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I think that the "that" in the following sentence might have to go. How would you beautify such a sentence?

Not only that the car was damaged, it had no gas either.


Not only was the car damaged, it had no gas either.

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Try "Not only was the car damaged, but it had no gas." – Robusto Feb 3 '12 at 23:33
Thanks, that's a good alternative as well. – Axonn Feb 4 '12 at 0:06
up vote 1 down vote accepted

Not only that the car was damaged ...

This sentence no verb. No subject, either.

So your intuition is correct: the other sentence is correct, clear, and even shorter.

This is not so surprising if one puts back all the little nuts and bolts -- indicated below by [boldface] inside square brackets -- that have apparently been discarded by the original composer of the sentence:

[It is] not only [the fact] that the car was damaged, [it is also the fact that] it had no gas either.

... or some such. English has lots of constructions that spin off little markers like it and that and is and the to indicate what the whole things's about, and English also has lots of people who toss these little markers away like bottle-tops and then wonder why they're not understood.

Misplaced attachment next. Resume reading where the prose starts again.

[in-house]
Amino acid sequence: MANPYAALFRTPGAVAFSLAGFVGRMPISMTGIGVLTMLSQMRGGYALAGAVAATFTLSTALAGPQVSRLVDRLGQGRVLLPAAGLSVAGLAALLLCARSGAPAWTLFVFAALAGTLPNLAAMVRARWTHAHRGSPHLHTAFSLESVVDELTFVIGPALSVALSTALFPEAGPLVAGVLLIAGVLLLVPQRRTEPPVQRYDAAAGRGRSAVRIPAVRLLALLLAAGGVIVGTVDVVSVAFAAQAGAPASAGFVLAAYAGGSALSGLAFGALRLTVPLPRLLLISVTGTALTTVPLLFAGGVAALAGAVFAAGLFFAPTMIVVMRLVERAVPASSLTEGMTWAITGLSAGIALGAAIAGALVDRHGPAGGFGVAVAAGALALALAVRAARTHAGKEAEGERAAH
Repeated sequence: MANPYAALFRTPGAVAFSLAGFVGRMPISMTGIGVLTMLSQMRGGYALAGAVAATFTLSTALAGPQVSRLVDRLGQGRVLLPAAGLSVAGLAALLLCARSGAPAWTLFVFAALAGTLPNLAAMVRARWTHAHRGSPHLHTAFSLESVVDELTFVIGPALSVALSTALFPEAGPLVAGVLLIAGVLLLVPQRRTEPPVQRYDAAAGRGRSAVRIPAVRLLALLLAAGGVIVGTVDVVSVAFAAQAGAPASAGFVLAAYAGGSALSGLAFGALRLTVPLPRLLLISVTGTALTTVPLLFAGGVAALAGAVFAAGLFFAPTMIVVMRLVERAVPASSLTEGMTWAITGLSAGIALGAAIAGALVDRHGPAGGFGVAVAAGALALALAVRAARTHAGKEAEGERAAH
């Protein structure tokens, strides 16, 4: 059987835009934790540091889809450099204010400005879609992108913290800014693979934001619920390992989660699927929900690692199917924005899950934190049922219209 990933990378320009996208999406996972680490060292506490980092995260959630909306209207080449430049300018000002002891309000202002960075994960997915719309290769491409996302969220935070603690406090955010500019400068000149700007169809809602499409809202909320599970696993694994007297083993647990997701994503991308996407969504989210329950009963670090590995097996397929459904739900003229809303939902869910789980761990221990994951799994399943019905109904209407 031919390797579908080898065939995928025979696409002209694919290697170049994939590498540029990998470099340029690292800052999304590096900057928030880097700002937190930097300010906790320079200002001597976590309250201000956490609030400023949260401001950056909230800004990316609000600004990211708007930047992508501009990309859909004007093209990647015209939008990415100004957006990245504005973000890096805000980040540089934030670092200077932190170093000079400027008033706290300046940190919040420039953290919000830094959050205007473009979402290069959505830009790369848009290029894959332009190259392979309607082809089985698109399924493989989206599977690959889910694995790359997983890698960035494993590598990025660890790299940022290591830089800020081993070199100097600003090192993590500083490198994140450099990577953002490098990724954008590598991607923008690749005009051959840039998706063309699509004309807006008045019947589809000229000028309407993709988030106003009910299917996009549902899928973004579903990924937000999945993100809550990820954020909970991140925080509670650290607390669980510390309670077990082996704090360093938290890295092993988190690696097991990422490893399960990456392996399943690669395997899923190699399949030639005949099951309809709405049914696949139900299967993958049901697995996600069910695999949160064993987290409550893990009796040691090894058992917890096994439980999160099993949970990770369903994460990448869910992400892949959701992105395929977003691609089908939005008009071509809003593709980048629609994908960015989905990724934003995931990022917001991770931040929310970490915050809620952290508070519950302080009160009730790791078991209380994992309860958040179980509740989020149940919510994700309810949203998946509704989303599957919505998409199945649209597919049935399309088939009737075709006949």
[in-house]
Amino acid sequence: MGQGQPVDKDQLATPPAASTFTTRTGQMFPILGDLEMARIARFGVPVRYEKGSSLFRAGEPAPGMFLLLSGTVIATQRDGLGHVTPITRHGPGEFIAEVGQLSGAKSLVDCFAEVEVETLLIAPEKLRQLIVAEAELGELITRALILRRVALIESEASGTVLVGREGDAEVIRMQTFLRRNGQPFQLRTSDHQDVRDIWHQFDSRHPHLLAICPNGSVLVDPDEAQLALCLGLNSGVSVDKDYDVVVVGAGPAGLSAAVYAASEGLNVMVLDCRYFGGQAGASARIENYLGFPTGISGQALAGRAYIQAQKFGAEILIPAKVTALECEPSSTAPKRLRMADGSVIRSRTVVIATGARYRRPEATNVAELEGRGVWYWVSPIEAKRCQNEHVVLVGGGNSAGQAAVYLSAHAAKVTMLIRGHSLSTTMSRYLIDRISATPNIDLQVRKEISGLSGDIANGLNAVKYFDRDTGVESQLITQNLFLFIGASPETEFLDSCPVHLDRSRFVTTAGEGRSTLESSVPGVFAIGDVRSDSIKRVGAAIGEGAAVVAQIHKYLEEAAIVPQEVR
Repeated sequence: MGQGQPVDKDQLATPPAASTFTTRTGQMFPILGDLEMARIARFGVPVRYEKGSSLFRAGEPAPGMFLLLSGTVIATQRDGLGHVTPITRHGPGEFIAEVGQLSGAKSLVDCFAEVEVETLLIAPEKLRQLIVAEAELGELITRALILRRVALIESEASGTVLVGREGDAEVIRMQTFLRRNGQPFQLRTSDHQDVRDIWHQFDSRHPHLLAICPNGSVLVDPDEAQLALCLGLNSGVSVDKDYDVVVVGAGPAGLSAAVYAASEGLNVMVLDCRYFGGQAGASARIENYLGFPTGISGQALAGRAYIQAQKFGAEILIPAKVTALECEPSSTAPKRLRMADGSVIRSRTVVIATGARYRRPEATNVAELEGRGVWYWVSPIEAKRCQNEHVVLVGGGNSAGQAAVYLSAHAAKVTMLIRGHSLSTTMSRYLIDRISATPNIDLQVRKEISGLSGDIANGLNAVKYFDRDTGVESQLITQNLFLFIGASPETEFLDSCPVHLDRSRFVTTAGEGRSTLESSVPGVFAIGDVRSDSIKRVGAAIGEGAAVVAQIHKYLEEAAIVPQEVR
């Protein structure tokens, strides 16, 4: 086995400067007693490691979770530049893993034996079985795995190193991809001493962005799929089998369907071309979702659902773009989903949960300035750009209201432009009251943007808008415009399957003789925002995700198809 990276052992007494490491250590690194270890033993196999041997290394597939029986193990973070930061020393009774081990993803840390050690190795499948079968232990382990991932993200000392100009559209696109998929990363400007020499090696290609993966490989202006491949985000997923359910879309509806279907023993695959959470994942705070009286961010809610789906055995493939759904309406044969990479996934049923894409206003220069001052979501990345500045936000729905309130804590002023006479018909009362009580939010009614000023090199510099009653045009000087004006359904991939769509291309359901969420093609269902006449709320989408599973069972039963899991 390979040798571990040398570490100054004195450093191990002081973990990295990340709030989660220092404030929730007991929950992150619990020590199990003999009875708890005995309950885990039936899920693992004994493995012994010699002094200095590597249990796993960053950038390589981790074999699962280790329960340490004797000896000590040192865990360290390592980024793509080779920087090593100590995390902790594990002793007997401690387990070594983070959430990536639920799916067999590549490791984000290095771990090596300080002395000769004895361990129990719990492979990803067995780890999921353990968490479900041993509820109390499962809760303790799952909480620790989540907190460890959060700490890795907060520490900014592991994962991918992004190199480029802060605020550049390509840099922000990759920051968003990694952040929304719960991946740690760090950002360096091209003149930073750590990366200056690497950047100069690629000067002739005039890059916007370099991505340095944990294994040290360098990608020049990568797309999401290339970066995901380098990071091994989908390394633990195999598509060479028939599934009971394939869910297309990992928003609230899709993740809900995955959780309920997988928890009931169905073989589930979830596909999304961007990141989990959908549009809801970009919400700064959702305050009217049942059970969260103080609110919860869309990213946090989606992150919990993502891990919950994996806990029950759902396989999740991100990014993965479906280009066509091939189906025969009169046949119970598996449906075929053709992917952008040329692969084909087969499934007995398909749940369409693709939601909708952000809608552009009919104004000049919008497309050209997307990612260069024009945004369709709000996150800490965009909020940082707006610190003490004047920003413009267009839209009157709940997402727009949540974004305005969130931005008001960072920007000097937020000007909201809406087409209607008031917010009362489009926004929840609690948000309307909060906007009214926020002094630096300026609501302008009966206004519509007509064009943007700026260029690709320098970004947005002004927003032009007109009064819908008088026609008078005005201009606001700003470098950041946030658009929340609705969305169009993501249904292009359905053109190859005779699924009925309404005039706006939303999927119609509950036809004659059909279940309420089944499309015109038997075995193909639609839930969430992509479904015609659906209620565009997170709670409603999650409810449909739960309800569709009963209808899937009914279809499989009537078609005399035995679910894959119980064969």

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Let me see if I understood your answer correctly. So the first sentence in my post would be correct if it had all the extra markers, but not without. The second sentence is correct, period. – Axonn Feb 3 '12 at 23:32
Yeah, that's about it. The subordinate clause headed by that has no clause to be subordinate to, for one thing. It looks like the sentence has been "improved" by deleting all those annoying little words and sticking to the meaningful parts, until nothing is left of the structure. – John Lawler Feb 3 '12 at 23:36
Should be toss; fixed now. Thanks. – John Lawler Feb 4 '12 at 1:34
Which shows the first version is not incorrect, after all, only an (over use of the) ellipsis. No reason to make that the scapegoat -- with the that, the pseudo-sentence makes enough sense to those familiar with the construction. – Kris Feb 4 '12 at 4:15
Indeed, it is an ellipsis. However, giving it a name doesn't make it correct. Leaving things out of English sentences at random is not recommended. – John Lawler Feb 4 '12 at 5:03

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